Aquaculture for all
The Fish Site presents: The Vienna Sessions - Conversations about aquaculture. 9 video interviews with aquaculture thought leaders. Watch here.

Applications open for wild salmon fund

Fish stocks Atlantic Salmon Climate change +7 more

A new fund to help save Scotland’s wild salmon has opened for applications today.

Jon Gibb, who manages the River Lochy, fears that wild salmon are on the verge of extinction in many river systems

Salmon Scotland’s wild fisheries fund will see £145,000 invested this year as part of a £1.5 million commitment from the nation’s salmon farmers.

Projects which receive grants will aim to stem the decades-long decline in wild fish numbers through habitat protection, protection from predators and restocking programmes.

Habitat loss and rising river temperatures, primarily due to climate change, have impacted wild salmon and sea trout populations throughout the UK and all over the Scottish coastline.

Salmon farming companies, which mainly operate on Scotland's west coast and Northern Isles, launched the fund to play their part in finding solutions, engaging constructively with the wild fish sector and taking meaningful action to save wild salmon.

This year, money will be available to a broad range of organisations and projects in Scotland's aquaculture zone, including local angling clubs, fishery boards and other community associations.

Previously called the ‘wild salmonid fund’, more than £190,000 has already been invested since 2021 in restoration projects to reduce riverbank erosion and measures to provide tree canopy and in-stream cover for young salmon.

The new fund will be open for applications on February 1 and the closing date will be March 31, with decisions on grants taken by Salmon Scotland in April.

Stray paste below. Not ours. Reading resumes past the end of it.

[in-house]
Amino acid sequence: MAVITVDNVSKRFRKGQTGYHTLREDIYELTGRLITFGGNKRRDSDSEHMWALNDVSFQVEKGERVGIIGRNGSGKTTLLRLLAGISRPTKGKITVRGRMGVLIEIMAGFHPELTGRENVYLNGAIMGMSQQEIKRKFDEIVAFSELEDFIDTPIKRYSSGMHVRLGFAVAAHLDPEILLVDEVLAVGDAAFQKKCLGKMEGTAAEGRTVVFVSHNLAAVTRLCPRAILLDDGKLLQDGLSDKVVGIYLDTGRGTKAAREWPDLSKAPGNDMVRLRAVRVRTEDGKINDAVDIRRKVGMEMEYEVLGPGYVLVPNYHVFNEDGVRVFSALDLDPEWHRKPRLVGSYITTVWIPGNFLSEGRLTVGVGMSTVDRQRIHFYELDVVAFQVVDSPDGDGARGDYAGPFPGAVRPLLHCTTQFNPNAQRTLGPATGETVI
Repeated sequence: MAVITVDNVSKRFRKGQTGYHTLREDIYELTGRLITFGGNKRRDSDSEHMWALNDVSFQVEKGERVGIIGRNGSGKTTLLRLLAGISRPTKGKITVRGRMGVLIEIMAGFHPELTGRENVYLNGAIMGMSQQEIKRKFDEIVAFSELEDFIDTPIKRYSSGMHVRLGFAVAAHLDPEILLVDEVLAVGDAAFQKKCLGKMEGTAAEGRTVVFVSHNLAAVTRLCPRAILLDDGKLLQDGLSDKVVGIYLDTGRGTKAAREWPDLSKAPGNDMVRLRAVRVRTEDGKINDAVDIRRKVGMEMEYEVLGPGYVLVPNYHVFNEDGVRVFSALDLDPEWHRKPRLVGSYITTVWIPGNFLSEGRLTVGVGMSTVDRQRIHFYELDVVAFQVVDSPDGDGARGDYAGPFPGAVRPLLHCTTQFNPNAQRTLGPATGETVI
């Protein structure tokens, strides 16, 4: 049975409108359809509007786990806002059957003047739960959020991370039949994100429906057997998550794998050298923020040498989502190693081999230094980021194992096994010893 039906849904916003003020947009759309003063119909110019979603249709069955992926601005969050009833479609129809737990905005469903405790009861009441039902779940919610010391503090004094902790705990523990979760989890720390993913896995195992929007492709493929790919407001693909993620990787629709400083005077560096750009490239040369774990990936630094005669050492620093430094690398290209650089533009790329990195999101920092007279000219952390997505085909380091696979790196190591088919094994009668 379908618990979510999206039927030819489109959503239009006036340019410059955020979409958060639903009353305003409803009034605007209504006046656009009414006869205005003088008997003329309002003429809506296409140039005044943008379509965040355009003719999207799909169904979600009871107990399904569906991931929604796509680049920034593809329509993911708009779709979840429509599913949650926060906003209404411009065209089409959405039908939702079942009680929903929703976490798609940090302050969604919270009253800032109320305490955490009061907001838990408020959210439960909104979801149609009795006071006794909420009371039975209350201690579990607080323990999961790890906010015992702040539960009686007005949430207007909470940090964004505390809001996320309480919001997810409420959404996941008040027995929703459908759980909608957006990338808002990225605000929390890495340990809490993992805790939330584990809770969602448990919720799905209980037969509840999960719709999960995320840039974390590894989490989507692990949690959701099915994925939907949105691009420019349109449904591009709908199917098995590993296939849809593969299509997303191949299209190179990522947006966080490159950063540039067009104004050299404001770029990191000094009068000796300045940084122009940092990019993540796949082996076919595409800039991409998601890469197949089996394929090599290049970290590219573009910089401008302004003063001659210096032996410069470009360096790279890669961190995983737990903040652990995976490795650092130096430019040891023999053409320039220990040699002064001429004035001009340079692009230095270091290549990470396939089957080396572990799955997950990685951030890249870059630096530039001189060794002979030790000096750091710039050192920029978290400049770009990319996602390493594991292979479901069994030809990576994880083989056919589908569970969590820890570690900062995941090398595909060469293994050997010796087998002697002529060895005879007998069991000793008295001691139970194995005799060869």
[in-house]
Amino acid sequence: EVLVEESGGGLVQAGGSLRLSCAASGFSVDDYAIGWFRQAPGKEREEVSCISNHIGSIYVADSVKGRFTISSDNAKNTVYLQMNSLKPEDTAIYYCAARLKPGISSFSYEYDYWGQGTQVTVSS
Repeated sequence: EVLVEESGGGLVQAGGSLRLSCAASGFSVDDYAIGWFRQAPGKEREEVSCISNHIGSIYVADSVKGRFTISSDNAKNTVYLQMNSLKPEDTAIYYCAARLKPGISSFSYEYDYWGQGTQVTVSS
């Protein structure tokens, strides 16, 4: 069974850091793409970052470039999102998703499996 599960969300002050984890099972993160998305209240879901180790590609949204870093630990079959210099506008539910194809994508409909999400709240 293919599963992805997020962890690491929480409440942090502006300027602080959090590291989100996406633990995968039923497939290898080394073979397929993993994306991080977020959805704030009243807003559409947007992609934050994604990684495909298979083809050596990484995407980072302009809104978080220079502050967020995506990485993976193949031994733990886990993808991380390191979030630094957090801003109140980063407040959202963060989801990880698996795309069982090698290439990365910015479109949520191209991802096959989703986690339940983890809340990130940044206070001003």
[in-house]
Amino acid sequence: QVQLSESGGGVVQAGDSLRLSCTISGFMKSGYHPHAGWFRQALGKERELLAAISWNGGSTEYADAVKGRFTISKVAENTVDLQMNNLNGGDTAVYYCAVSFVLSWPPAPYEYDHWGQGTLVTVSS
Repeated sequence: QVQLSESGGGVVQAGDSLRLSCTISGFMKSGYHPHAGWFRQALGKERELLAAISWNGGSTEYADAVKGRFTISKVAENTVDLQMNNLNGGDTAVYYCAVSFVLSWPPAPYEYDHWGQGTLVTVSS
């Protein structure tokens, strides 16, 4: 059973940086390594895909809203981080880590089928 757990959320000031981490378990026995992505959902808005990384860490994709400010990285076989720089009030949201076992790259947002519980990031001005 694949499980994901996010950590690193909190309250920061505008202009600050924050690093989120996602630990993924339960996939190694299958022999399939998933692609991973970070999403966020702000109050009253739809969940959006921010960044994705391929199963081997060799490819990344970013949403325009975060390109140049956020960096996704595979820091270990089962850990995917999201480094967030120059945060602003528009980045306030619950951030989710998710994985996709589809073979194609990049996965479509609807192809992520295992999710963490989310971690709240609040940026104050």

It will be co-ordinated by fishery manager Jon Gibb, who is based in Fort William and has championed a constructive relationship between the farm-raised salmon sector and fisheries and angling groups.

Tavish Scott, chief executive of Salmon Scotland, said in a press release: “Scotland’s salmon farmers want to play their part finding solutions, engaging constructively with the wild fish sector and taking meaningful action to save wild salmon. We are determined, for example, to share our knowledge and experience to support wild fisheries with re-stocking. While a handful of urban activists who live far from rural Scotland are determined to shut down salmon farms and make 12,000 people unemployed in the mistaken belief this would somehow help wild salmon, most people in the fisheries and aquaculture sectors are focused on helping salmon to thrive in our waters.”

Jon Gibb, co-ordinator of the Salmon Scotland wild fisheries fund, added: “I have worked on Scotland’s salmon rivers for more years than I care to remember.
“There have always been good and bad years, but what we are seeing is a species on the brink of extinction in some places - it’s that simple. Wild salmon are in deep, deep crisis and the aquaculture sector can play a vital role in stemming the worst of their precipitous decline. The Scottish farm-raised salmon sector has reached out with the offer of help to the wild fishing community, and it is my sincere wish that both managers and anglers up and down the west coast rise to the challenge and use this welcome and timely funding to save the future of the king of fish.”